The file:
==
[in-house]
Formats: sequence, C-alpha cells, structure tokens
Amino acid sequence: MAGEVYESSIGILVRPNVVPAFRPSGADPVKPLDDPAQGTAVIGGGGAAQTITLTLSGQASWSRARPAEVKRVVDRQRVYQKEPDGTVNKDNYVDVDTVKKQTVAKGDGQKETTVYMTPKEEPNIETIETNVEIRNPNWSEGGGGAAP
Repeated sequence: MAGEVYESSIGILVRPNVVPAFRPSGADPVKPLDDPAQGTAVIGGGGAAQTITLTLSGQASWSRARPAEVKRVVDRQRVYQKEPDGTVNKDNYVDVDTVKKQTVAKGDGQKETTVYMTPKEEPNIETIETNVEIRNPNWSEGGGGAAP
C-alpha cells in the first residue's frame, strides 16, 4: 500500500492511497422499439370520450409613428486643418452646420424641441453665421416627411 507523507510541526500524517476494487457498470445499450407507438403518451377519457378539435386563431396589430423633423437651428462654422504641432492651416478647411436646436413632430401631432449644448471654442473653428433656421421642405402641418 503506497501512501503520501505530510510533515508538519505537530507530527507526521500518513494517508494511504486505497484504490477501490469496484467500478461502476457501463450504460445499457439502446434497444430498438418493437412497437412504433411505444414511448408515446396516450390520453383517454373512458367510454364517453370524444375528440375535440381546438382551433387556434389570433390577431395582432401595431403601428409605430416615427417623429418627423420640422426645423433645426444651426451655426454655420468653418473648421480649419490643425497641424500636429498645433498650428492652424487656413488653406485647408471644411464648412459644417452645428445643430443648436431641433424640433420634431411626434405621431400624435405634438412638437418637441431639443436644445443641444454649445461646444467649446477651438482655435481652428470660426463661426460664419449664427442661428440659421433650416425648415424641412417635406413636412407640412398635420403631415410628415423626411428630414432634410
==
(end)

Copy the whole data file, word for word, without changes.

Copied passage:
[in-house]
Formats: sequence, C-alpha cells, structure tokens
Amino acid sequence: MAGEVYESSIGILVRPNVVPAFRPSGADPVKPLDDPAQGTAVIGGGGAAQTITLTLSGQASWSRARPAEVKRVVDRQRVYQKEPDGTVNKDNYVDVDTVKKQTVAKGDGQKETTVYMTPKEEPNIETIETNVEIRNPNWSEGGGGAAP
Repeated sequence: MAGEVYESSIGILVRPNVVPAFRPSGADPVKPLDDPAQGTAVIGGGGAAQTITLTLSGQASWSRARPAEVKRVVDRQRVYQKEPDGTVNKDNYVDVDTVKKQTVAKGDGQKETTVYMTPKEEPNIETIETNVEIRNPNWSEGGGGAAP
C-alpha cells in the first residue's frame, strides 16, 4: 500500500492511497422499439370520450409613428486643418452646420424641441453665421416627411 507523507510541526500524517476494487457498470445499450407507438403518451377519457378539435386563431396589430423633423437651428462654422504641432492651416478647411436646436413632430401631432449644448471654442473653428433656421421642405402641418 503506497501512501503520501505530510510533515508538519505537530507530527507526521500518513494517508494511504486505497484504490477501490469496484467500478461502476457501463450504460445499457439502446434497444430498438418493437412497437412504433411505444414511448408515446396516450390520453383517454373512458367510454364517453370524444375528440375535440381546438382551433387556434389570433390577431395582432401595431403601428409605430416615427417623429418627423420640422426645423433645426444651426451655426454655420468653418473648421480649419490643425497641424500636429498645433498650428492652424487656413488653406485647408471644411464648412459644417452645428445643430443648436431641433424640433420634431411626434405621431400624435405634438412638437418637441431639443436644445443641444454649445461646444467649446477651438482655435481652428470660426463661426460664419449664427442661428440659421433650416425648415424641412417635406413636412407640412398635420403631415410628415423626411428630414432634410